University of Maryland Extension

Sweet Potato

Video: Multiplying Sweet Potato Plants

The sweet potato (Ipomoea batatas) belongs to the family Convolvulaceae. Its large, starchy, sweet tasting roots are an important vegetable. Its young leaves and shoots can be eaten as greens. The sweet potato probably originated in the tropical parts of South America and was domesticated there at least 5000 years ago. It was also grown before western exploration in Polynesia (thus the question about its origins), where it is known as the kumara.  It is a very tender annual and requires hot (70 to 85 degrees F) temperatures to produce well. It will tolerate relatively dry weather.

Two types of cultivars are produced in the United States. Those with moist flesh are derived from the cultivar ‘Porto Rico’ and sometimes are called yams. The dry, lighter-colored roots termed ‘Jerseys’ are adapted to northern areas and produce short, chunky roots, but they do not store as well.  The true yam (Dioscorea spp.)  is grown primarily in tropical and semitropical areas for its tubers.


Plant sprouts (called “slips”) after the soil has warmed to at least 65 degrees F. The sprouts should be placed 1 foot apart in rows 40 inches apart. If possible, plant them in ridges to allow the soil to warm faster in the spring. This will also improve drainage and give the roots room to expand. Ridging also makes harvesting easier. Sweet potatoes prefer light, sandy soils but will grow well on heavier soils, high in clay.


  • Fertilizing – If needed, side-dress with a high nitrogen fertilizer once or twice during the growing season.
  • Watering – Keep plants uniformly supplied with moisture for best performance.  Sweet potato is sensitive to drought for the first 50 to 60 days after planting.  Water deeply and regularly during dry periods.   But excessive water can cause root rots and roots to split.
  • Weeding – Remove weed seedlings by hand or with a hoe until plant begins to grow.  The rapidly growing vines will shade out weeds, so little additional weeding is needed.
  • Special directions – Sweet potato slips may be difficult to source locally (you can always find them online), but you can grow your own.  Sweet potatoes are storage roots, not tubers, so new shoots will emerge along the entire root. The process from bedding to planting takes about six weeks. Here are some tips for growing your own:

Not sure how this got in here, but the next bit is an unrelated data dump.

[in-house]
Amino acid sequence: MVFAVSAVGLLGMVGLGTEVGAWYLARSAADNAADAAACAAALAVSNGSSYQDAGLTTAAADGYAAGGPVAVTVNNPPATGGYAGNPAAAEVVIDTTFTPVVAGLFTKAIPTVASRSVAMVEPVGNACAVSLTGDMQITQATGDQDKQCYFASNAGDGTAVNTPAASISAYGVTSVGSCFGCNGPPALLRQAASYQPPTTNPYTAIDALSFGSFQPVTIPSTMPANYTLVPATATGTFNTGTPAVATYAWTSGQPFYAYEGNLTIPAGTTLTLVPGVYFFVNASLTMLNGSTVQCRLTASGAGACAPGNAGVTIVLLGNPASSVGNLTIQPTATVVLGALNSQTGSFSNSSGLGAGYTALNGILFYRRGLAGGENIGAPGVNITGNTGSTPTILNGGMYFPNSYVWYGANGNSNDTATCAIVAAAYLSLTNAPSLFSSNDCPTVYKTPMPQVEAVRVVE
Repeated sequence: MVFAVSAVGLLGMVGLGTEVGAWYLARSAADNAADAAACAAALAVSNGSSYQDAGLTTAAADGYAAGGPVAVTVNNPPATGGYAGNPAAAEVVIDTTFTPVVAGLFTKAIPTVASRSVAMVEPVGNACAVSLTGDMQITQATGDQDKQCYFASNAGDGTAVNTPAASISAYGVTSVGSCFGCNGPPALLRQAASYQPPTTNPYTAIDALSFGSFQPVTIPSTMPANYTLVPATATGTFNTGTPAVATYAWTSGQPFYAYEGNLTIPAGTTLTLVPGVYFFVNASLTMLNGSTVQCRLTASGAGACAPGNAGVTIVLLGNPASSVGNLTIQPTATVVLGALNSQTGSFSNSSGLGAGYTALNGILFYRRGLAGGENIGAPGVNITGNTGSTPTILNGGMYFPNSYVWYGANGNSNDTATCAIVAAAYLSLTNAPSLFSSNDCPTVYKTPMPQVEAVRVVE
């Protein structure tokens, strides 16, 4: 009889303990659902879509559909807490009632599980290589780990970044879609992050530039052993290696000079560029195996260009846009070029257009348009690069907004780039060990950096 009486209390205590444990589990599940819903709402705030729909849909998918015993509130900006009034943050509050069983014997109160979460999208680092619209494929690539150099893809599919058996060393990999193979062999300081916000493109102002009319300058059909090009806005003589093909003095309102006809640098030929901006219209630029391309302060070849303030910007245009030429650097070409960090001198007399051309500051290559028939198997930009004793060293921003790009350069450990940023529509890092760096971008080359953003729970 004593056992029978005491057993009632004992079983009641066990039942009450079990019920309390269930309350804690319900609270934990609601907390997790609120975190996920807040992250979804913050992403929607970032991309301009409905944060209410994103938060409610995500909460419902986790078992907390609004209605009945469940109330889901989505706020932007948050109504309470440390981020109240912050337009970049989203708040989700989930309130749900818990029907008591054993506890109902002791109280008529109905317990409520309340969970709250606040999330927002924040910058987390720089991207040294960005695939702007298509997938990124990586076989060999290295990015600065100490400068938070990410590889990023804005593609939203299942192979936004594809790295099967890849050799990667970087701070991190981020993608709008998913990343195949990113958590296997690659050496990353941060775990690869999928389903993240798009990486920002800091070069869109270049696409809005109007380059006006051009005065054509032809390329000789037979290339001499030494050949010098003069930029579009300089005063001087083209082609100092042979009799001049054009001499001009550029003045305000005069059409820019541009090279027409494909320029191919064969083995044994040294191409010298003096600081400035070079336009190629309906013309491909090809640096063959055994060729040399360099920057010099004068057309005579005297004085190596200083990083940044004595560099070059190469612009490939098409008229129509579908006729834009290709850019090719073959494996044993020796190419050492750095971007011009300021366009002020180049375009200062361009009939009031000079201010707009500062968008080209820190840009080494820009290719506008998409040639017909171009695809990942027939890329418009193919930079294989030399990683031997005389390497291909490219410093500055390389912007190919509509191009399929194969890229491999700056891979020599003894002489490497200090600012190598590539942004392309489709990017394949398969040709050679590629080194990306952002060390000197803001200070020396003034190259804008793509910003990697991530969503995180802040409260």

• Buy certified seed stock at a garden center or your favorite varieties from a market. Wash the latter to remove anti-sprouting chemicals.
    • Cover the bottom of an 8-inch deep container or box (with drainage holes) with 2 to 3 inches of sand or soil-less growing mix.
    • Slice the roots lengthwise and place them cut-side down in the container. Cover with 2 to 4 inches of sand or growing mix.
    • Keep roots moist, warm (75 to 85 degrees F), and covered with plastic until plants emerge.
    • Remove plastic. Grow plants directly under cool, white fluorescent tubes for 14 to16 hours per day.
    • Pull slips from bedded roots and plant after danger of frost.  Slips are rootless when pulled from the mother root. Keep them well-watered.

Common Problems


The foliage is edible and very nutritious. Eat it fresh in a green salad or sauté with other vegetables.

Harvest roots as soon as they reach eating size and before a frost. Sweet potatoes generally mature in 85 to 120 days. Check root size after 80 to 85 days. Digging is easier if you cut the vines off first. Use a garden fork or spade to loosen the soil and gently lift up and expose the sweet potatoes. Handle them with care, gently removing attached soil clumps. Don't rub the skin or wash roots prior to storing indoors.

If the vines are exposed to frost, dig the roots immediately because decay in dead vines passes down to the roots. If immediate digging isn’t possible, cut away vines and throw loose soil over the rows to protect them from the cold. Temperatures below 55 degrees F can cause chilling injury. Approximate yield is 20 to 40 pounds per 10 foot row.

Storage and Preservation  

Commercial growers cure their sweet potatoes in special rooms at 85 degrees F. and 80% to 90% relative humidity (RH) for 5 to 10 days. Curing causes conversion of starch to sugar and helps to heal cuts that could lead to rots. The roots are then stored for 6-8 weeks at 55 to 60 degrees F. to further increase the sugar content.

Trying to duplicate this process would be very difficult for home gardeners! You can at least partially cure the roots by leaving them on a porch or other covered outdoor location (or in a garage) for a week or so. This works best if you harvest in September when temperature and humidity are still relatively high. Spreading the roots out on a screen in a single layer is best. If curing outdoors, be sure to protect them from rain and animals. Then move the roots to a cool, dry basement if possible where they will store nicely through the winter in boxes, bins, or baskets that are slatted or otherwise allow for good air movement. Lined the bottom of the containers with newspaper. The sugar content will slowly increase in storage. The roots will shrivel and sprout if temperatures are too high. The roots will usually store successfully even if the one-week curing process is omitted.


An excellent source of beta-carotene (converts to Vitamin A); also contains Vitamins B6 & C, potassium, calcium, and magnesium.

Preparation & Use

Scrub potatoes with a vegetable brush and bake, boil, or microwave. Can also be peeled, cut into chunks and sautéed, watching carefully so they don’t burn.

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